We urge the USPSTF to consider the following two recommendations as it finalizes its plan “Prevention of Human Immunodeficiency Virus (HIV) Infection: Preexposure Prophylaxis”: research should explicitly evaluate and describe the ancillary services that are integral to the PrEP intervention and the USPSTF should adopt a more nimble and timely review of the PrEP recommendation as new products see clinical trial success.
PrEP is a critical component to ending the HIV epidemic; however, its uptake has been limited, particularly in communities most at risk of HIV, including Black and Latino gay men and Black women. While there are established government programs that are funded for the treatment of HIV, there is no comprehensive nationwide program dedicated for the provision of PrEP. The “PrEP Assistance Program Act” would help fill that void by providing grants to states, community-based organizations, community health centers, and others to establish and support PrEP programs.
CDC responds to HIV community request led by HIV+Hep to allow HIV prevention funds for PrEP ancillary services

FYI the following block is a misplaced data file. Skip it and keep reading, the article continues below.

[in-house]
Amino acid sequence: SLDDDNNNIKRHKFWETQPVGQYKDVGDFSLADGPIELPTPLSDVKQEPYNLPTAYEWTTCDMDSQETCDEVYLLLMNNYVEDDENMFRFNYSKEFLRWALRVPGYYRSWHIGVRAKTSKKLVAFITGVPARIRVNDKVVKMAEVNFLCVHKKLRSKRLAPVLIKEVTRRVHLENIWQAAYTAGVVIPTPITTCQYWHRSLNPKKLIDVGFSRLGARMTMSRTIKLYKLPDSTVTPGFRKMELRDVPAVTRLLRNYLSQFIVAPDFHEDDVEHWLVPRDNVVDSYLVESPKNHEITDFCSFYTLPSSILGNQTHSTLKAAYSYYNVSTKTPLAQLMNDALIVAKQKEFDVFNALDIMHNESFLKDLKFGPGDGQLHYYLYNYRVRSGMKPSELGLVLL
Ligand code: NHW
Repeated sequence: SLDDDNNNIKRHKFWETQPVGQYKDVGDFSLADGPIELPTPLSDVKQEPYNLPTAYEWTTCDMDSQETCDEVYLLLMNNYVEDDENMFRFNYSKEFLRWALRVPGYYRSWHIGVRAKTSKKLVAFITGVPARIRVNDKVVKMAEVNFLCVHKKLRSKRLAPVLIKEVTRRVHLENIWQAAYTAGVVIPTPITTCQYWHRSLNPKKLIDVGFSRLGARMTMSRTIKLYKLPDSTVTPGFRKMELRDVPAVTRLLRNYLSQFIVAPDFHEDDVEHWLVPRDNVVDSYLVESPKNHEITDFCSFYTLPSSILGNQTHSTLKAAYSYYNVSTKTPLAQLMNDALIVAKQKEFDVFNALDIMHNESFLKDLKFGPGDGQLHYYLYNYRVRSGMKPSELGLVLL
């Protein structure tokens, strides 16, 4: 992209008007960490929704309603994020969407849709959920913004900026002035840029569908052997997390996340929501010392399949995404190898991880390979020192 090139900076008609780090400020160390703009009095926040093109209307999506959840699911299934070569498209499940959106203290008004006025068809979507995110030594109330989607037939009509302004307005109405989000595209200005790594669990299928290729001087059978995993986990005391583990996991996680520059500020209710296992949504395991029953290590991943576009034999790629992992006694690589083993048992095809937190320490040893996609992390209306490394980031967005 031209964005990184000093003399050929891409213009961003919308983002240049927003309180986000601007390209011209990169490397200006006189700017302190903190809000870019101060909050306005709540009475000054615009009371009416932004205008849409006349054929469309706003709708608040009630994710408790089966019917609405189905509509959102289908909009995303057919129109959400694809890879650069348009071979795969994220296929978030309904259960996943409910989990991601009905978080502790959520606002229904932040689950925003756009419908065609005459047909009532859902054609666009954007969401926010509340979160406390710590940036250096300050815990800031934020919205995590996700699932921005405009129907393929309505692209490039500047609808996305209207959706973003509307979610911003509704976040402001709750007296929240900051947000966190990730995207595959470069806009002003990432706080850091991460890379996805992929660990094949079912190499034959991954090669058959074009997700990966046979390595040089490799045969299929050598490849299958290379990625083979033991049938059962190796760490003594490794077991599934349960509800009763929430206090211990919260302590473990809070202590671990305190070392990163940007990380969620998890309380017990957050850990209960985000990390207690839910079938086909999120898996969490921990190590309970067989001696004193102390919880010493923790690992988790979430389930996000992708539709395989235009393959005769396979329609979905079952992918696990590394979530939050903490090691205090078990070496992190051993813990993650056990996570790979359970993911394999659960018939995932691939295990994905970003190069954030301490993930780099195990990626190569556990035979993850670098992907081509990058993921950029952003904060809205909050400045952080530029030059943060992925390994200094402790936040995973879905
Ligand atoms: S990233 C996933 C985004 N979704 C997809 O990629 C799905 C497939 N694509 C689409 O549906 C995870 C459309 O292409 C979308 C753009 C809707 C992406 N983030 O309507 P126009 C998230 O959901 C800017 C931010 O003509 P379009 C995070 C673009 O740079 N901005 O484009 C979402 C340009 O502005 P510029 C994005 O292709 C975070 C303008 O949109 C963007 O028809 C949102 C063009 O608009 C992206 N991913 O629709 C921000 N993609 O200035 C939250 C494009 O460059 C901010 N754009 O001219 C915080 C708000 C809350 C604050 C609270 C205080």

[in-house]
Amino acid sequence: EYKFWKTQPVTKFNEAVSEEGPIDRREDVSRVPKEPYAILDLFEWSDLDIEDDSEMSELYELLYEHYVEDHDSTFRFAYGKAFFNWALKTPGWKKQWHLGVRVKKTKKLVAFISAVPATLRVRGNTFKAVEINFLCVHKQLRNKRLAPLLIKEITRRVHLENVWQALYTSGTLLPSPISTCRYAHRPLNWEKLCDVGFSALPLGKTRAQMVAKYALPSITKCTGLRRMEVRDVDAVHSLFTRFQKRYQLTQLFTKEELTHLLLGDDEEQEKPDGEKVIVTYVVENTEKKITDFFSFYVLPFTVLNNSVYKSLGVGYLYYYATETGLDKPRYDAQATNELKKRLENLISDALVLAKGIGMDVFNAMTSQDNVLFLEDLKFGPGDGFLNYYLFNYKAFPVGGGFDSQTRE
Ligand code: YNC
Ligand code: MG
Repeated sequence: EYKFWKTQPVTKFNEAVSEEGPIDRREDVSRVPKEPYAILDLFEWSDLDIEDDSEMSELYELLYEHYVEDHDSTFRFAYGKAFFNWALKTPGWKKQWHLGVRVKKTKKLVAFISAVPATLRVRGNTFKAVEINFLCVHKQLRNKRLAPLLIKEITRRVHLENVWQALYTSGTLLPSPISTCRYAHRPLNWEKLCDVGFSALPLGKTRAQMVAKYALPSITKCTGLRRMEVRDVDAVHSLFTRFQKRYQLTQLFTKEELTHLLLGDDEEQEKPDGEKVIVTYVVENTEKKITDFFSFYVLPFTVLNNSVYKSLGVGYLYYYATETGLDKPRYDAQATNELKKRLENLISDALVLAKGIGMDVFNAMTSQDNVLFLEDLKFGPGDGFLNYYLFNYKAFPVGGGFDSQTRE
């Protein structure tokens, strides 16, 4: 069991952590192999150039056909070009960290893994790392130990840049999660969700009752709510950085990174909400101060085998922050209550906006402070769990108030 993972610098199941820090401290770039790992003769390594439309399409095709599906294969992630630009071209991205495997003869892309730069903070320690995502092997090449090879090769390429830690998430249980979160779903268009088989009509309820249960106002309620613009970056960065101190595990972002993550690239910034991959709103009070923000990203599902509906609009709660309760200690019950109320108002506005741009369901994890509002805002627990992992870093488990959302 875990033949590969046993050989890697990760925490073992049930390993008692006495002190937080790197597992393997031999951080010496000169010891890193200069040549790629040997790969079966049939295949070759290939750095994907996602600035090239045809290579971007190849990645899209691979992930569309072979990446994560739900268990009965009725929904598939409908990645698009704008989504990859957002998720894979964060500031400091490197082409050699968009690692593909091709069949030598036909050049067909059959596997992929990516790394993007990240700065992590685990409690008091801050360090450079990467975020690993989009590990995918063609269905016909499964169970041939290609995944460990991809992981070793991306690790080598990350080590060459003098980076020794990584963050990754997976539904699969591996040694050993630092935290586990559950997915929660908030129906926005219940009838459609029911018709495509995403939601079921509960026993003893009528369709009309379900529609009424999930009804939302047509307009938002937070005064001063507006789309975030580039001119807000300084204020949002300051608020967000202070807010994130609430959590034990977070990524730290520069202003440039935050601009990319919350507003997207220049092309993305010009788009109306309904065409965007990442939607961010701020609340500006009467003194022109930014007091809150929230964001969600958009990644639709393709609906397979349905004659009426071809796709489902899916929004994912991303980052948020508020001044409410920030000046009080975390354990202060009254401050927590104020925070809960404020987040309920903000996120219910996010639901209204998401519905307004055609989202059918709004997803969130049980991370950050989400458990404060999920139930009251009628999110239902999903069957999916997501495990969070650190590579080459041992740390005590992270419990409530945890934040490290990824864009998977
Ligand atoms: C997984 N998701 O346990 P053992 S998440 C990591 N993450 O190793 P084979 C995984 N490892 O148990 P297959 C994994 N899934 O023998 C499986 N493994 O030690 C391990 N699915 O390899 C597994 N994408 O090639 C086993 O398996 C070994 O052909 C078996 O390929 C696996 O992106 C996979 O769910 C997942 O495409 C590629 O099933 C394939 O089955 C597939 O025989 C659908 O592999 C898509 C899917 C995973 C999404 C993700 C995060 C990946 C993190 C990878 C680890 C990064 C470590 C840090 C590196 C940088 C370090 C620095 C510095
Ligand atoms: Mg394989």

We know that access to quality PrEP care is critical to HIV prevention efforts and we will continue to work with our partners to look for ways to expand PrEP services and commit to equitably expanding access to and uptake of PrEP. As part of Ending the HIV Epidemic in the U.S., state and local communities (in partnership with CDC and other federal agencies) are employing innovative strategies, such as telePrEP and same-day PrEP delivery, to increase access to and use of PrEP. These efforts focus on African American and Latino gay and bisexual men, African American women, and other populations disproportionately affected by HIV. We appreciate the input from you and your co-signatories and our partnership in HIV prevention.
We, the undersigned 46 organizations, on behalf of millions of American patients who live with complex, chronic health conditions such as HIV, autoimmune diseases, cancer, diabetes, lupus, multiple sclerosis, and hepatitis, are pleased that your committee and Congress are focused on advancing policies and measures that improve prescription drug affordability and access for the American people. We believe there are clear actions that Congress can take right now to help patients access, afford, and adhere to the medications they need to stay healthy. However, several proposals on the table would create great challenges for those we serve and have negative implications for vulnerable communities and future treatment innovations.
HIV+Hep & 62 organizations send a letter to USPSTF requesting an update of PrEP recommendations to include long-acting agents.